What was your business' 'Oscar Moment'?
A lesson in accepting failure with dignity and grace, writes Shirley Anthony
I watched with a combination of fascination and horror as disaster struck this week’s carefully orchestrated Oscar Awards in Hollywood.
The final award, Movie of the Year, was announced as "La La Land" and the cast proudly congregated on the stage and were making their acceptance speech. Suddenly an organiser appeared from the wings, grabbed the mike and stated that a mistake had been made with the winner’s envelope. Movie of the Year was in fact "Moonlight."
It’s difficult to comprehend how auditing company, Price Waterhouse Cooper, responsible for managing the results, could have made such an error. It made me think, however, of super successful businessman, Brian Joffe’s statement, "The one thing you need to know in business, is that you’re not invincible".
Dealing with Challenges
As entrepreneurs we continually strive to keep our clients satisfied, win new business and keep staff happy. Sometimes, however, disaster does strike. How do we cope with these challenges?
During these times what’s important is not what has happened but our reaction to the situation and how we manage it. This will determine the ultimate outcome and whether or not we successfully navigate the adversity.
"Sometimes disaster does strike - how do we cope with these challenges?"
No matter the excellent level of service you provide, you are going to experience the wrath of an unhappy client. As at the Oscars, the best laid plans do go awry.
In these situations, try to keep a level head and teach your staff to do so too. An angry customer first and foremost wants to let off steam. Be a good listener, provide an empathetic ear and then communicate to your customer that you intend to find a resolution to their problem as soon as possible.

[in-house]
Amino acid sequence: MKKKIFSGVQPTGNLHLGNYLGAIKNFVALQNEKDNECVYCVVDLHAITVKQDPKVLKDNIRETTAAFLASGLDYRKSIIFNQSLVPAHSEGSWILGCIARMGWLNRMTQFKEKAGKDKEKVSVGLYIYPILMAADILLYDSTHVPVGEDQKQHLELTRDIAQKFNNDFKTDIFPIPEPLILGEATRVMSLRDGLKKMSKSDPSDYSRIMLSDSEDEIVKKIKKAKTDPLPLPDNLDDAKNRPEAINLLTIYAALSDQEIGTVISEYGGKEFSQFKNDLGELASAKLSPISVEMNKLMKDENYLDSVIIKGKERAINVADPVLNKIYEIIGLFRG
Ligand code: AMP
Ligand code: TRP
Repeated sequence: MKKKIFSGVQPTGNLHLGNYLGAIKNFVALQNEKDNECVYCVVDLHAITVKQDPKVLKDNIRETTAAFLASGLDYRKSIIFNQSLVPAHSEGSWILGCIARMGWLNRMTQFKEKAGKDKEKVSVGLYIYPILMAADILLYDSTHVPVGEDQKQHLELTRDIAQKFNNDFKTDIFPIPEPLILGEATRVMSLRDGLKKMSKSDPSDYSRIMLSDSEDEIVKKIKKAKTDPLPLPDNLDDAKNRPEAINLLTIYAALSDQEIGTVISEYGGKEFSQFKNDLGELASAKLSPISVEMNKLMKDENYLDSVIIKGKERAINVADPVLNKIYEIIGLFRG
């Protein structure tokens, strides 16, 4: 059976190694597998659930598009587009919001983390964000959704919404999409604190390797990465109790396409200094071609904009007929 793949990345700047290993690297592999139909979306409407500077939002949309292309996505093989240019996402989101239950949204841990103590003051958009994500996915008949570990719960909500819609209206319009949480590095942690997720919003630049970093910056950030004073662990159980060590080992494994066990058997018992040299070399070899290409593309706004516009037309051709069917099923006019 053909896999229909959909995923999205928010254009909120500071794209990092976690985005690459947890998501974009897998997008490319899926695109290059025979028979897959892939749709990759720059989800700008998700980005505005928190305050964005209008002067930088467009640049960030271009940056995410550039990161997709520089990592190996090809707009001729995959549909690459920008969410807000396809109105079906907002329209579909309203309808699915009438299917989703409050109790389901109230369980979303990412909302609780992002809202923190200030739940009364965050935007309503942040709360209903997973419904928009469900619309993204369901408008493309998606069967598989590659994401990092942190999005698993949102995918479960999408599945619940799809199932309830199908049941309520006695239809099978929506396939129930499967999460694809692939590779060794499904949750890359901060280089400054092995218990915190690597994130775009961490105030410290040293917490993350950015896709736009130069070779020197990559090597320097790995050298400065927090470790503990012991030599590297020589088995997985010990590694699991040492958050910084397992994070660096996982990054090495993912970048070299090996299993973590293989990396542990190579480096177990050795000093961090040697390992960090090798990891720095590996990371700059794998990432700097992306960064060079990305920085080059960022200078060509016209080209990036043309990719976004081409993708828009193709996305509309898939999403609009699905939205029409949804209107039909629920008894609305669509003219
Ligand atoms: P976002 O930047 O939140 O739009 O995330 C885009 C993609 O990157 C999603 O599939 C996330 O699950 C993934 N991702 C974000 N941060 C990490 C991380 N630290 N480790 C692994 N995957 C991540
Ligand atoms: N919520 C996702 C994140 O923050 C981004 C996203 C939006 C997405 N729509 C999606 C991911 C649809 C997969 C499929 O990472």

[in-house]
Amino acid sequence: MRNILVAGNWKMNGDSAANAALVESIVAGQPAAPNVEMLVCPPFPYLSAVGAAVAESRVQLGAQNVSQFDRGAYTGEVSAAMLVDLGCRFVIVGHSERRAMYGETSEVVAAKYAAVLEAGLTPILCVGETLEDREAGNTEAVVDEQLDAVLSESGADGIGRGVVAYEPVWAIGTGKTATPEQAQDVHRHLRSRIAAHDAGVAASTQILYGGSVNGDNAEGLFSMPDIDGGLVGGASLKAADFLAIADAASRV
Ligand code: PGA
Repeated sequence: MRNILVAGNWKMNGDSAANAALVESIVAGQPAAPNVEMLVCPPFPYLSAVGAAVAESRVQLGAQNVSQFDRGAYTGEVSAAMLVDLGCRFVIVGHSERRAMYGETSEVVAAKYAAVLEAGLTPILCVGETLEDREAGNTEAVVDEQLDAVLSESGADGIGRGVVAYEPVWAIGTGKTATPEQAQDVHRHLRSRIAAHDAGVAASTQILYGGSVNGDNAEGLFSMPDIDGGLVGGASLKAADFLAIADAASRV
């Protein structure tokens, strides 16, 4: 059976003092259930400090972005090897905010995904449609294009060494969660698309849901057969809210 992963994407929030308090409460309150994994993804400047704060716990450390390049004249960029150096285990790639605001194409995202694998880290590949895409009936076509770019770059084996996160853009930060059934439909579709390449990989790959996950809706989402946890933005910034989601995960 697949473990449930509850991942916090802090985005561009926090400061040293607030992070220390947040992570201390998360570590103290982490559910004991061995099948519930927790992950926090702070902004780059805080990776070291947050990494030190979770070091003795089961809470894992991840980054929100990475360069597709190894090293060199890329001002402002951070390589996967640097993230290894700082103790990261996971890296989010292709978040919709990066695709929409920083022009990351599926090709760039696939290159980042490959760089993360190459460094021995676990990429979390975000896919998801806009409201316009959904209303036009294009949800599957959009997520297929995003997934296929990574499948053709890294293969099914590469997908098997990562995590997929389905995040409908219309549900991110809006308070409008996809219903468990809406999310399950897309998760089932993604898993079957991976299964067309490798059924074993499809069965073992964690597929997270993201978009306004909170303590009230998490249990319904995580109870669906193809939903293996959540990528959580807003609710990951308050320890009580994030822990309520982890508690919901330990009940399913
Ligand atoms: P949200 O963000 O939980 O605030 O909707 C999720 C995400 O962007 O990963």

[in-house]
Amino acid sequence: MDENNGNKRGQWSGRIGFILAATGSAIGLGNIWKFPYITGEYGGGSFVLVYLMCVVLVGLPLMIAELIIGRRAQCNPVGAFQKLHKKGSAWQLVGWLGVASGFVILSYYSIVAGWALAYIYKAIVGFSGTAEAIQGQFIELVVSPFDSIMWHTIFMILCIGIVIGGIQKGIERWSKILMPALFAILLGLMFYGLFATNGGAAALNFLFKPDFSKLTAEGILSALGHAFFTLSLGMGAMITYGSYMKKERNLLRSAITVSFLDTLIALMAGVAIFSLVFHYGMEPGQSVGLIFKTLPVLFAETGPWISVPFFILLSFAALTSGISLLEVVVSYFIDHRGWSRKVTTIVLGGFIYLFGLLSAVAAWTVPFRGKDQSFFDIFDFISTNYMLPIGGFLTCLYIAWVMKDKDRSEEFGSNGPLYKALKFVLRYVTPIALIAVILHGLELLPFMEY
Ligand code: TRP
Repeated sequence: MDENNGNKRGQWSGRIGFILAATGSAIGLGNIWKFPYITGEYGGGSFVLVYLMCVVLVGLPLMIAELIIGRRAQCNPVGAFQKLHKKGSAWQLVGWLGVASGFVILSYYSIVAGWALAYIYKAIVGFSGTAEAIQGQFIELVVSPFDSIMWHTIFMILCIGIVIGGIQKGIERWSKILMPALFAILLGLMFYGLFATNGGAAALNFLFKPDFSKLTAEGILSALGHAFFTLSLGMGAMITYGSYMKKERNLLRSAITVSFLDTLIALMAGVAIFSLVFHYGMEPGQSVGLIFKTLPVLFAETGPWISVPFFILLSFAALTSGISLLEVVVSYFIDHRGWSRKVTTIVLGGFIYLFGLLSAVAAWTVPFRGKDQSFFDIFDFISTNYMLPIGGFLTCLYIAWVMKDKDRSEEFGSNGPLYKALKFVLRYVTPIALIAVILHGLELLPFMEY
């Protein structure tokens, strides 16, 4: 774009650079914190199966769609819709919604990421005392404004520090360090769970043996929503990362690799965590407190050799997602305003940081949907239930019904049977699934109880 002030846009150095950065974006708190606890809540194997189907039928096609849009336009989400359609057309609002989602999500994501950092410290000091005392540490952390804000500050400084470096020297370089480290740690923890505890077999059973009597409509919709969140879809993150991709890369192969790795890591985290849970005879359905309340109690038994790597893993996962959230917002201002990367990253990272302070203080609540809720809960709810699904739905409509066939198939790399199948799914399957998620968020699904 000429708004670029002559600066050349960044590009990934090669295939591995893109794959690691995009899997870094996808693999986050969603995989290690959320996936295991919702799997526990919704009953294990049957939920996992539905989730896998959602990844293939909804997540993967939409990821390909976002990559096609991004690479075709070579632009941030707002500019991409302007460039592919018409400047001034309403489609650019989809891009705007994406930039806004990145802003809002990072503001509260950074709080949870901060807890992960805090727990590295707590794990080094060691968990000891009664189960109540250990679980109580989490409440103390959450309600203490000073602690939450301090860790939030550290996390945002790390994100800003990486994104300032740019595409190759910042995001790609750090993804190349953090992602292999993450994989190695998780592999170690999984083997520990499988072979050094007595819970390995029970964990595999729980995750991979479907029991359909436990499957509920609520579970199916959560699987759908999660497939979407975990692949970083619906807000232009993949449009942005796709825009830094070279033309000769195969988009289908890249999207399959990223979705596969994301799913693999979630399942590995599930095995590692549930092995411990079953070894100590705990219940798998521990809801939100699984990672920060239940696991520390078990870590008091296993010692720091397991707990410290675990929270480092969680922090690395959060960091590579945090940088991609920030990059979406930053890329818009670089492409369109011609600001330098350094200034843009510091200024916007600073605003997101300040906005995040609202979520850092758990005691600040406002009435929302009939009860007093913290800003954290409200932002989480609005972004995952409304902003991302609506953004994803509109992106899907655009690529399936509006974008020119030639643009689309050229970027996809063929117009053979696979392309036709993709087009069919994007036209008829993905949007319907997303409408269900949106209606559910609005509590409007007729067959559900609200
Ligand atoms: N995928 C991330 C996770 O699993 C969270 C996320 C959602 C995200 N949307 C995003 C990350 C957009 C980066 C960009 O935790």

The action you take to remedy a customer complaint provides an opportunity to turn the situation around. You need to find a solution and communicate this to your client. By doing so, the message you will be sending is that he or she is valuable to your business and that you have taken the complaint seriously.
There’s nothing better than when your business is on a roll and you’re winning one new contract after another. You feel elated and full of confidence.
As an entrepreneur, however, there are also times when you don’t successfully land the business. It’s then that you may have to cope with a feeling of rejection.
Find a way that works for you, to restore your equilibrium. Perhaps it’s a visit to the gym and a vigorous workout, or taking an afternoon off and watching your favourite DVD. Whatever your coping mechanism, you need to muster the energy to bounce back and start pursuing alternative business avenues.
Keep in mind that in every situation there’s a silver lining, and sometimes there is a better possibility just around the corner.
Office rental business owner, Anthony Manas says, "Instilling a sense of ownership in staff when they are not the business owner is one of the biggest challenges an entrepreneur faces."
Develop an understanding of the way in which individual staff members like to work so that you can adapt your managerial style to cater for their differences. There are some staff members who desire close supervision to feel confident about their workmanship. Others want to be briefed on a task and only have someone check in with them every now and then.
Having a committed and loyal internal support team will be a major contributor in delivering a professional product, and your staff can be your allies in helping you to successfully navigate some of the external challenges you will face.
- Like what you read? Download Shirley Anthony's book: 'The NEW Entrepreneur: A Practical Marketing Guide For Growing Your Business' here.
About the author: Shirley Anthony is an author, speaker and owner of Marketing Breakthroughs, a marketing consultancy operating for over twenty years. Having initially gained corporate experience in fast-moving consumer-goods branding, she has consulted in over twenty-five industries, including cellular, information technology, travel, engineering, food, cosmetics, architecture and banking.